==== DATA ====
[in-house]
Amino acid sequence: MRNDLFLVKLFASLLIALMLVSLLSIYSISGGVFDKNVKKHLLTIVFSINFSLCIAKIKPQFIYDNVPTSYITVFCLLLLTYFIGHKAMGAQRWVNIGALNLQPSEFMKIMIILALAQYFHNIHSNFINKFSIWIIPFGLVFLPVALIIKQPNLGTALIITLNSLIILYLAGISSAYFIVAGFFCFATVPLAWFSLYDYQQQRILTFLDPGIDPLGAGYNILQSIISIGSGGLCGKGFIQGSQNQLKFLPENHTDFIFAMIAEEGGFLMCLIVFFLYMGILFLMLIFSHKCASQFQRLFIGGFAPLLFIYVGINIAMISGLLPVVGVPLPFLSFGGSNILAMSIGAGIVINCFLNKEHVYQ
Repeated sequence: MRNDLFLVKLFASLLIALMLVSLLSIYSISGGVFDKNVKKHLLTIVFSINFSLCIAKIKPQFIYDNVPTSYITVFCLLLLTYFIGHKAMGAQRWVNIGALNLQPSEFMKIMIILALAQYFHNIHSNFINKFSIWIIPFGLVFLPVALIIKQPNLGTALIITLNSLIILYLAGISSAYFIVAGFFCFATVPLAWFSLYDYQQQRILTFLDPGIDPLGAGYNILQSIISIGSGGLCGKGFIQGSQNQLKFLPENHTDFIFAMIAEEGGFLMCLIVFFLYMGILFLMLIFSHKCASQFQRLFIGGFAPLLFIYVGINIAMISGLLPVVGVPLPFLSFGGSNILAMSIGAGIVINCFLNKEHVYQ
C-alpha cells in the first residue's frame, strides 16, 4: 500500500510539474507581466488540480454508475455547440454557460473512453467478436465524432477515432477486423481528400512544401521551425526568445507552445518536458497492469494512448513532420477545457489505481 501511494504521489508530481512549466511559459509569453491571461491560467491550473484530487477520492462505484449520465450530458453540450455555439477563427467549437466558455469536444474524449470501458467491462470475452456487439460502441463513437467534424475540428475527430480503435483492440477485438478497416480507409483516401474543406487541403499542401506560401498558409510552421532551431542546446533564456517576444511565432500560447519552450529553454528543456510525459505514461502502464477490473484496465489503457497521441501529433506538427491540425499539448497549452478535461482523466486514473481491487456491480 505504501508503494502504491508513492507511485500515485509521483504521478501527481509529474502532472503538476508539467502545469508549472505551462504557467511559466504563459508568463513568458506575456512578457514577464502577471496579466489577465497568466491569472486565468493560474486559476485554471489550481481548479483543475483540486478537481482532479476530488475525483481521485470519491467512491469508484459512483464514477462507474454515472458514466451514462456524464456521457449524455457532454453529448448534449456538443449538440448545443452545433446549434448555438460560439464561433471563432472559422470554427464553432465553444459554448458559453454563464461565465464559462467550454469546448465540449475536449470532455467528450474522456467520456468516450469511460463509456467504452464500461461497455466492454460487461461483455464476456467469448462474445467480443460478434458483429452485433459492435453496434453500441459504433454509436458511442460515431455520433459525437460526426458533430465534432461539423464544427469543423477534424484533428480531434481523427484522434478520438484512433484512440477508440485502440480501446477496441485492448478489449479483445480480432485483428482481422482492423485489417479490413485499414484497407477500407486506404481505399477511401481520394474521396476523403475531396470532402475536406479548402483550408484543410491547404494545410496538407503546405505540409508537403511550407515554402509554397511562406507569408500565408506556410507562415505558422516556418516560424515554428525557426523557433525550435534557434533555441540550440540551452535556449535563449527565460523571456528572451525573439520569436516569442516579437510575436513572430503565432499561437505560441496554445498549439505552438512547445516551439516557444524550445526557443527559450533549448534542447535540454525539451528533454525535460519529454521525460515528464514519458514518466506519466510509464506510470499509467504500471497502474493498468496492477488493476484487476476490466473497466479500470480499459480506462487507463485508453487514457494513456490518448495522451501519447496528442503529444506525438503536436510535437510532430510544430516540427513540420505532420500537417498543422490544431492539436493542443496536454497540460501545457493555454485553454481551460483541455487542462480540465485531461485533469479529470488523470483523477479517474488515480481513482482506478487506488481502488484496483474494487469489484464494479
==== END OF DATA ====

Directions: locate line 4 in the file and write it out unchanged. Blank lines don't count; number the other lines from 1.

C-alpha cells in the first residue's frame, strides 16, 4: 500500500510539474507581466488540480454508475455547440454557460473512453467478436465524432477515432477486423481528400512544401521551425526568445507552445518536458497492469494512448513532420477545457489505481 501511494504521489508530481512549466511559459509569453491571461491560467491550473484530487477520492462505484449520465450530458453540450455555439477563427467549437466558455469536444474524449470501458467491462470475452456487439460502441463513437467534424475540428475527430480503435483492440477485438478497416480507409483516401474543406487541403499542401506560401498558409510552421532551431542546446533564456517576444511565432500560447519552450529553454528543456510525459505514461502502464477490473484496465489503457497521441501529433506538427491540425499539448497549452478535461482523466486514473481491487456491480 505504501508503494502504491508513492507511485500515485509521483504521478501527481509529474502532472503538476508539467502545469508549472505551462504557467511559466504563459508568463513568458506575456512578457514577464502577471496579466489577465497568466491569472486565468493560474486559476485554471489550481481548479483543475483540486478537481482532479476530488475525483481521485470519491467512491469508484459512483464514477462507474454515472458514466451514462456524464456521457449524455457532454453529448448534449456538443449538440448545443452545433446549434448555438460560439464561433471563432472559422470554427464553432465553444459554448458559453454563464461565465464559462467550454469546448465540449475536449470532455467528450474522456467520456468516450469511460463509456467504452464500461461497455466492454460487461461483455464476456467469448462474445467480443460478434458483429452485433459492435453496434453500441459504433454509436458511442460515431455520433459525437460526426458533430465534432461539423464544427469543423477534424484533428480531434481523427484522434478520438484512433484512440477508440485502440480501446477496441485492448478489449479483445480480432485483428482481422482492423485489417479490413485499414484497407477500407486506404481505399477511401481520394474521396476523403475531396470532402475536406479548402483550408484543410491547404494545410496538407503546405505540409508537403511550407515554402509554397511562406507569408500565408506556410507562415505558422516556418516560424515554428525557426523557433525550435534557434533555441540550440540551452535556449535563449527565460523571456528572451525573439520569436516569442516579437510575436513572430503565432499561437505560441496554445498549439505552438512547445516551439516557444524550445526557443527559450533549448534542447535540454525539451528533454525535460519529454521525460515528464514519458514518466506519466510509464506510470499509467504500471497502474493498468496492477488493476484487476476490466473497466479500470480499459480506462487507463485508453487514457494513456490518448495522451501519447496528442503529444506525438503536436510535437510532430510544430516540427513540420505532420500537417498543422490544431492539436493542443496536454497540460501545457493555454485553454481551460483541455487542462480540465485531461485533469479529470488523470483523477479517474488515480481513482482506478487506488481502488484496483474494487469489484464494479